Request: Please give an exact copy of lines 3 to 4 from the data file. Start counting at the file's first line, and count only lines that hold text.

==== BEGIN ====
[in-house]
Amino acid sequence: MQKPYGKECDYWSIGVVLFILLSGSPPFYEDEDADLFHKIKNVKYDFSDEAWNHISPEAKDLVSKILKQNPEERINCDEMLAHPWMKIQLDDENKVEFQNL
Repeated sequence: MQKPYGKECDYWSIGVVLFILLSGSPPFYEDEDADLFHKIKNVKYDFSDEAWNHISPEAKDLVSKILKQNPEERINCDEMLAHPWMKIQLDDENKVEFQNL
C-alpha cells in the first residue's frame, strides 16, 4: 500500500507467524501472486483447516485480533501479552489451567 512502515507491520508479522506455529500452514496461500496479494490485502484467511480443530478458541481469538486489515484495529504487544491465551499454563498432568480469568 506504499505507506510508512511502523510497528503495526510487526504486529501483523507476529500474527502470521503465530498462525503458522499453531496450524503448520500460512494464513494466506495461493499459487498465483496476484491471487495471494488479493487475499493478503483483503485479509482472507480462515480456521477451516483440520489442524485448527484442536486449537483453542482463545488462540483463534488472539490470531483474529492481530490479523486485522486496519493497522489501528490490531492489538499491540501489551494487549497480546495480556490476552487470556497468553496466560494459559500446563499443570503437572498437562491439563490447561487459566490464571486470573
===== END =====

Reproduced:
Repeated sequence: MQKPYGKECDYWSIGVVLFILLSGSPPFYEDEDADLFHKIKNVKYDFSDEAWNHISPEAKDLVSKILKQNPEERINCDEMLAHPWMKIQLDDENKVEFQNL
C-alpha cells in the first residue's frame, strides 16, 4: 500500500507467524501472486483447516485480533501479552489451567 512502515507491520508479522506455529500452514496461500496479494490485502484467511480443530478458541481469538486489515484495529504487544491465551499454563498432568480469568 506504499505507506510508512511502523510497528503495526510487526504486529501483523507476529500474527502470521503465530498462525503458522499453531496450524503448520500460512494464513494466506495461493499459487498465483496476484491471487495471494488479493487475499493478503483483503485479509482472507480462515480456521477451516483440520489442524485448527484442536486449537483453542482463545488462540483463534488472539490470531483474529492481530490479523486485522486496519493497522489501528490490531492489538499491540501489551494487549497480546495480556490476552487470556497468553496466560494459559500446563499443570503437572498437562491439563490447561487459566490464571486470573